When most of us consider the needs of families caring for children with disabilities—assuming we think about them at all—buzz words like medical care, therapy, and special education might come to mind. But, if you ask a parent with a child who has special needs what he or she needs most urgently, the answer will most likely be, "time off."

Nationally, there are some 16.8 million families caring for a child under the age of 18 who has special needs (Source: Caregiving in the United States; National Alliance for Caregiving in collaboration with AARP, November, 2009). These families are far more likely to experience divorce, are more likely to struggle financially (Source: Council for Disabled Children, July 2006), and spend more than 11 hours each week just coordinating care (Source: U.S. Department of Health and Human Services, 2007).

Unfortunately, the families who could benefit most from the support of their communities are often the most isolated. Unlike moms and dads of typical kids, parents of children with special needs cannot just call a neighborhood teen to babysit. While most families never give a second thought to putting their children in the church nursery or sending them to summer camp, parents of children with special needs struggle to find caregivers with the specialized skills and training their kids need.

For families without first-hand experience with special needs, the question of how to help may seem daunting. Not knowing how to help can lead well-meaning people to do nothing. What a shame when they do.

One of the easiest things we can do to help such families is to give the “gift of time.” A few hours, a night--or even a weekend--off can be a lifeline for families who are often at their breaking point. And while you may not have the specialized skills to act as a caregiver, you can help connect these special families to those who do.

We can show our support for families struggling to manage the emotional and financial demands of constantly being “on alert” by offering some desperately needed relief.

At Jill’s House, a full-service, overnight respite center that celebrates children with intellectual disabilities, we encourage parents to build a rhythm of respite into their lives, allowing room to recharge so that they can be their best selves as parents and spouses.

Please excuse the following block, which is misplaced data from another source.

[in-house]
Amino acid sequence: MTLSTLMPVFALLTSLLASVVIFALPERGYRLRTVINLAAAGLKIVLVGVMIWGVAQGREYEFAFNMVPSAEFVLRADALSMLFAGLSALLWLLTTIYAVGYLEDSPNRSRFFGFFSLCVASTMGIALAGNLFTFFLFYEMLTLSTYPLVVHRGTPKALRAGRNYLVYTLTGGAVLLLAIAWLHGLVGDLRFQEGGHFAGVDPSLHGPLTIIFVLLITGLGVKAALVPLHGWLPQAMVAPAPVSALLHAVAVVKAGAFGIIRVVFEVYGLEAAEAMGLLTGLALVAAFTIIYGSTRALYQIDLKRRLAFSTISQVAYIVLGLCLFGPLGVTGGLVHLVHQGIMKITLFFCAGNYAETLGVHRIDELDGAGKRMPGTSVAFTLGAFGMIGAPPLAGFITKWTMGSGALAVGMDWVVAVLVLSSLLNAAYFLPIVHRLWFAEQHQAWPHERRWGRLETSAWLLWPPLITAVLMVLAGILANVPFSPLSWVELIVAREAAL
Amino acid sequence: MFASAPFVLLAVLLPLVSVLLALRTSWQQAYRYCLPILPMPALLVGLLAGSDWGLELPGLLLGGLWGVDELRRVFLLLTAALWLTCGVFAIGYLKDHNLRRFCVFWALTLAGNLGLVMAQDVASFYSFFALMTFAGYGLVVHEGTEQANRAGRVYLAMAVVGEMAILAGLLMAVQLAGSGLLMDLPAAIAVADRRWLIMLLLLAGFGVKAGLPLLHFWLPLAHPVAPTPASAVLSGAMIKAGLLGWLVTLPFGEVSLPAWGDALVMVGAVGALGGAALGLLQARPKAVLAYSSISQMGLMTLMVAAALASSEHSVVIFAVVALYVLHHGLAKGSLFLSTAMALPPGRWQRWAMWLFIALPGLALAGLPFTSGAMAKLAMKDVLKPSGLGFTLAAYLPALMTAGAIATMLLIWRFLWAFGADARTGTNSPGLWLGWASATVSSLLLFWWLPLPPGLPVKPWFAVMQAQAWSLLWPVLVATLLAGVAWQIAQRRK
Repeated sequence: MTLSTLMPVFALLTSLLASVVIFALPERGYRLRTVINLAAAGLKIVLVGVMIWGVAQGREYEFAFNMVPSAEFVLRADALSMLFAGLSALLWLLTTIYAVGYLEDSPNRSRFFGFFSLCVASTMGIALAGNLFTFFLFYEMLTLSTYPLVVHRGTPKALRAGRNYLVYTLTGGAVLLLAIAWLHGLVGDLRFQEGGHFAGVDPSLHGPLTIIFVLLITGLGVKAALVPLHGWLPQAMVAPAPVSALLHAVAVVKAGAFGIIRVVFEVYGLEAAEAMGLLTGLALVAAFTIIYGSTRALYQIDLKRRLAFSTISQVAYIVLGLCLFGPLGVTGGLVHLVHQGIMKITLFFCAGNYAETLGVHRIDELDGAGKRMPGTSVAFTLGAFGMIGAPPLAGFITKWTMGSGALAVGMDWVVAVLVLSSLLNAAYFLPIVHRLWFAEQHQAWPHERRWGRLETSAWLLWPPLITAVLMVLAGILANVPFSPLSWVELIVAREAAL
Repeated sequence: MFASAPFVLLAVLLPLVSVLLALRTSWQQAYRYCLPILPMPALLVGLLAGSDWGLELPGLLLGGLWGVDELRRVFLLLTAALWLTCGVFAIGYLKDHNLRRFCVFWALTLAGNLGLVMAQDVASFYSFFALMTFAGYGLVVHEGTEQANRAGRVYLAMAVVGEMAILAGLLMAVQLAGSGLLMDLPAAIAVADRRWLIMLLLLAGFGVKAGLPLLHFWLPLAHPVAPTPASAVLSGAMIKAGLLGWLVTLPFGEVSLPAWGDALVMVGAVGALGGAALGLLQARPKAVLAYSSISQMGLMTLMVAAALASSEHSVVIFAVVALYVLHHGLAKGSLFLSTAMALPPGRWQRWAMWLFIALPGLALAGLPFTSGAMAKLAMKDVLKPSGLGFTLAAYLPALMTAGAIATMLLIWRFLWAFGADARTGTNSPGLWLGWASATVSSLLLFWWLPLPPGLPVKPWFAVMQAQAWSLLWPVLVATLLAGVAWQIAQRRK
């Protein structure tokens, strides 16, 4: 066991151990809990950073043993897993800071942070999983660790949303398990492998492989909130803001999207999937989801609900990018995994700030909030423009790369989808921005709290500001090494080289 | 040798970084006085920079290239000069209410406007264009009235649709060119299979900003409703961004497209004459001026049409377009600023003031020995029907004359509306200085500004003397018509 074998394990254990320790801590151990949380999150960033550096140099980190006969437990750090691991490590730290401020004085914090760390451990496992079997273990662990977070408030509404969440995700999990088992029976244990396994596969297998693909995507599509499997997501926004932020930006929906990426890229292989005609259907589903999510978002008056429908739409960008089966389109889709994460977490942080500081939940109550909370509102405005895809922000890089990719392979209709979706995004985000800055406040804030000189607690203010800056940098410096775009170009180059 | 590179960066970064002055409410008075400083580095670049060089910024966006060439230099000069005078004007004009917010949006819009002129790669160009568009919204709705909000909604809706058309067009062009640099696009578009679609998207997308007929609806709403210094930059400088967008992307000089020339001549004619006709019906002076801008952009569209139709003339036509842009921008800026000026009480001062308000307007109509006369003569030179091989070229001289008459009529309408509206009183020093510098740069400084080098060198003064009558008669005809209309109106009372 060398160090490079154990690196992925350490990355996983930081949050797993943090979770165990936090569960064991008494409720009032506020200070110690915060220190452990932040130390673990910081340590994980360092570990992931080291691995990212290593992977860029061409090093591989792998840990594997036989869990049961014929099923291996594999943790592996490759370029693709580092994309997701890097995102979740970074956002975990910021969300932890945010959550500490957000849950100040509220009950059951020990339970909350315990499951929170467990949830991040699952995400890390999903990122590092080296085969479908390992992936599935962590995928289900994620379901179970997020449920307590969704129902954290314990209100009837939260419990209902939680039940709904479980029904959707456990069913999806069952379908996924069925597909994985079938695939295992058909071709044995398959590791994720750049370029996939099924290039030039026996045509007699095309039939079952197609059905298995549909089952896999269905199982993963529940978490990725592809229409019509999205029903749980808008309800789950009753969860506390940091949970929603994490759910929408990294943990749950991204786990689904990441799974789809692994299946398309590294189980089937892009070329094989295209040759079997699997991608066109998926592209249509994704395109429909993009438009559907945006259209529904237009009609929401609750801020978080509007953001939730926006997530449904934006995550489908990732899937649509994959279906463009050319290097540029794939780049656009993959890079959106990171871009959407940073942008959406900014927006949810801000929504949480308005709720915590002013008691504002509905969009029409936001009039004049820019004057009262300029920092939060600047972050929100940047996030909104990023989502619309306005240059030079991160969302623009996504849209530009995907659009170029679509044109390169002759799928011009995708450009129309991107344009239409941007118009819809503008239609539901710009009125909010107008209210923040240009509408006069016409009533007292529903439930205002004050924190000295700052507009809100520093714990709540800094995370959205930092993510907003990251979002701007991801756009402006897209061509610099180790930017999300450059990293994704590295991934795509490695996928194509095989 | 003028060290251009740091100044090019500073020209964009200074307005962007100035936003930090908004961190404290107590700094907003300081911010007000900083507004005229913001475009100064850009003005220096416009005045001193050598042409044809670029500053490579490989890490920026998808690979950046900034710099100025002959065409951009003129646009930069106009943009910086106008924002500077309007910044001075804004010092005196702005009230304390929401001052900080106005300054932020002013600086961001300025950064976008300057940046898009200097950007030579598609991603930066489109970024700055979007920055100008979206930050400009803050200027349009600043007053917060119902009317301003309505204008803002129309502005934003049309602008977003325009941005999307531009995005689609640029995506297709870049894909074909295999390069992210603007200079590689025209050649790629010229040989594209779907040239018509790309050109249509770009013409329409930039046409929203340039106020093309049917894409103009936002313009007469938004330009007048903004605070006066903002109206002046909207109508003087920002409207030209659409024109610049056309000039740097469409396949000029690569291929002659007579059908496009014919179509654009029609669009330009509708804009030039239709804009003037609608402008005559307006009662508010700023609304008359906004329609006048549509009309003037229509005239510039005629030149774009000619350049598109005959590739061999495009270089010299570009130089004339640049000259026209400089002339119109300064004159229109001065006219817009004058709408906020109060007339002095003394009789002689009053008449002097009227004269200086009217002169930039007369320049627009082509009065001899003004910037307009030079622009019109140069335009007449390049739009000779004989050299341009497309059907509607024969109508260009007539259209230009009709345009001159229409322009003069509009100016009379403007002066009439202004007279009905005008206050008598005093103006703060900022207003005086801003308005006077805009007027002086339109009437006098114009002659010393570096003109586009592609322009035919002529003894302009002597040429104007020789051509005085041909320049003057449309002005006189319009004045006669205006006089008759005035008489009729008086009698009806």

Respite—just getting a break for one night to be with other children and sleep—is critical to keeping the parents of children with special needs going strong. Overnight respite allows parents to focus on their marriages, devote more time to typical siblings, get caught up on work, catch up with friends and family, handle typical household chores and maintenance or even get a full night’s sleep.

Our new families repeatedly cite the need for reliable overnight respite care as their most urgent unmet need. To families with children with special needs, there is no greater gift than time away to recharge their batteries and reconnect with other family members, secure in the knowledge that their child with special needs is safe and cherished.

Diagnosed with cancer, one of our parents schedules her child’s visits to Jill’s House to coincide with her chemotherapy treatments. She can get the treatment she needs, knowing her child is well cared for and having fun. One family had never been to dinner and a movie in the theater, since its child with special needs could sit through neither. One evening, while their child stayed at Jill’s House, the parents and siblings experienced dinner and movie together for the first time.

While members of Congress debate the details of the health care plan and local governments weigh options for finding the necessary funding for early education programs and other supports to persons with disabilities, parents of children with special needs can’t wait for government solutions. They need us, their neighbors, to offer our help.

This holiday season and in the new year ahead, why not offer the gift of time to a family in your community raising a child with complex needs?

Cameron Doolittle is president of Jill’s House in Vienna, Virginia. Jill’s House opened in 2010. It celebrates special children and provides respite, renewal and peace of mind to their families through overnight programs and day camps. Jill’s House offers an innovative 42,000-square foot, 45-bed respite resort for children ages 6 to 17 with intellectual disabilities and their siblings. Receiving no direct state or federal funding, Jill’s House was created and is maintained through individual donations and foundation grants. To find out more visit JillsHouse.org or follow us on Facebook at Facebook.com/jillshouse.